Eugene V. Debs, the Great War, and the Right to Dissent
Harvard University Press: 380 pp., $29.95
It all sounds so familiar: a foreign war, an unpopular president, high-minded vows to spread democracy abroad and a dubious law to restrict liberties at home. Add to that scenario vast inequalities in wealth, high immigration rates, scant regard for working families and festering resentment about the ravages of global capital. The conclusion seems inescapable: the first decades of the 20th century sound weirdly like the present.
But the differences are also notable. Before World War I, a radical journal could reach 700,000 American households, and socialism was what William James might call “a live hypothesis.” The impassioned speeches of labor organizer, Socialist leader and five-time presidential candidate Eugene V. Debs were nothing short of evangelical in tone and effect. (He once called socialism “merely Christianity in action.”) Debs inspired groups large and small, and his remarkable charisma is what most concerned the powers that were. For the historical parallel to hold, we must imagine a third-party presidential candidate today who could receive 1 million votes without leaving his prison cell -- and a roaring ovation from his fellow inmates when he finally did.
According to historian Ernest Freeberg, it was precisely Debs’ virtuosity that forced America to grapple with the limits of dissent. In 1918, Debs was convicted under the recently minted Espionage Act for questioning America’s entry into World War I; before that, free speech protections were more a matter of custom, easily dispensed with during wartime, than of high legal principle. But his 10-year sentence raised 1st Amendment issues with unprecedented force. Sixty-three years old and in poor health, Debs faced the prospect of dying in prison. His drama played out against a backdrop of revolutionary violence both here and abroad: While he was serving his sentence, a bomb planted by anarchists ripped through a busy Wall Street intersection, killing more than 30 people and injuring 200.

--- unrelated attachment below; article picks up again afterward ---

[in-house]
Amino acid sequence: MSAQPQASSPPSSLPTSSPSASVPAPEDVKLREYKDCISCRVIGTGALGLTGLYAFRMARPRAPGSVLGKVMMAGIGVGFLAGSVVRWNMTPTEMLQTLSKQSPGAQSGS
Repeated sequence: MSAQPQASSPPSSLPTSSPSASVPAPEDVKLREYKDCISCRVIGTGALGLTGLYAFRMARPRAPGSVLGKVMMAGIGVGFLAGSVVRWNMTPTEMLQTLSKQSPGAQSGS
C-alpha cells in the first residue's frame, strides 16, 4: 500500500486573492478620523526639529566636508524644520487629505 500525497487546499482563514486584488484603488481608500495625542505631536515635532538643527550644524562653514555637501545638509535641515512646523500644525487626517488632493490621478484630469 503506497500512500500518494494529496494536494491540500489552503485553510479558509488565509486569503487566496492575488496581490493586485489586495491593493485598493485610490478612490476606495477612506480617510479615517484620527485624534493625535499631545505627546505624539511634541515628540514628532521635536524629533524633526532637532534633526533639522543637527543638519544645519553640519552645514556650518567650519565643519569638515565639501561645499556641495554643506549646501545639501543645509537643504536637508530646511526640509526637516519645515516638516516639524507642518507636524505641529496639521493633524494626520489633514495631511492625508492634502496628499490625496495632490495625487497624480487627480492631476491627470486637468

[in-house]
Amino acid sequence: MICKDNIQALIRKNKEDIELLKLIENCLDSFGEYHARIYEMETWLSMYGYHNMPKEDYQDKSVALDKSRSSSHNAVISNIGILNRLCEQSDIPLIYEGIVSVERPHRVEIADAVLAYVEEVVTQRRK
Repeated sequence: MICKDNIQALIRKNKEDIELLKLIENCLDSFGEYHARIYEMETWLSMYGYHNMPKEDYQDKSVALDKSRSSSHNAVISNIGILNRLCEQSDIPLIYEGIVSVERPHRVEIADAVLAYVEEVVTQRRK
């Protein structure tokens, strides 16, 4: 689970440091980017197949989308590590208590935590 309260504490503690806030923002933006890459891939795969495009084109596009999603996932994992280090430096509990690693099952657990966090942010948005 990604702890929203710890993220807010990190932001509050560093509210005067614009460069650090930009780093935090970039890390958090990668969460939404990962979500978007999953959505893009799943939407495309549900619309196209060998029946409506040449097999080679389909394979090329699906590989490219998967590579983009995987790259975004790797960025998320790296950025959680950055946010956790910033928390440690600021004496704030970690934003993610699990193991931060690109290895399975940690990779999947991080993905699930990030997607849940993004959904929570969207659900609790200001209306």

Freeberg shows that in the end it was Debs’ popularity, not a knockdown legal argument, that compelled politicians, the mainstream media and eventually federal judges to reconsider the government’s power to jail dissidents. The legal justifications came later, after Debs walked out of an Atlanta prison and caught a train to meet his unlikely Republican pardoner, President Warren G. Harding. Ailing, distracted by foreign affairs and stung by criticism from progressives and conservatives alike for his policy failures, Democrat Woodrow Wilson had refused to pardon Debs despite rising public pressure to do so after the war. When it seemed safe, his successor made the call, shrewdly connecting it to his pledge to return the nation to normalcy.
Throughout this time, many civic groups and public officials defended the Espionage Act. One leader of the American Defense Society declared, “Those who are not for us, must be against us.” A congressman advised: “People should go ahead and obey the law, keep their mouths shut, and let the government run the war.” Supreme Court Justice Oliver Wendell Holmes Jr. dismissed criticism of the court’s unanimous rulingagainst Debs as “a lot of jaw about free speech.” But Holmes reconsidered his position and later offered his “clear and present danger” test to adjudicate such cases. By that standard, Debs never would have been convicted.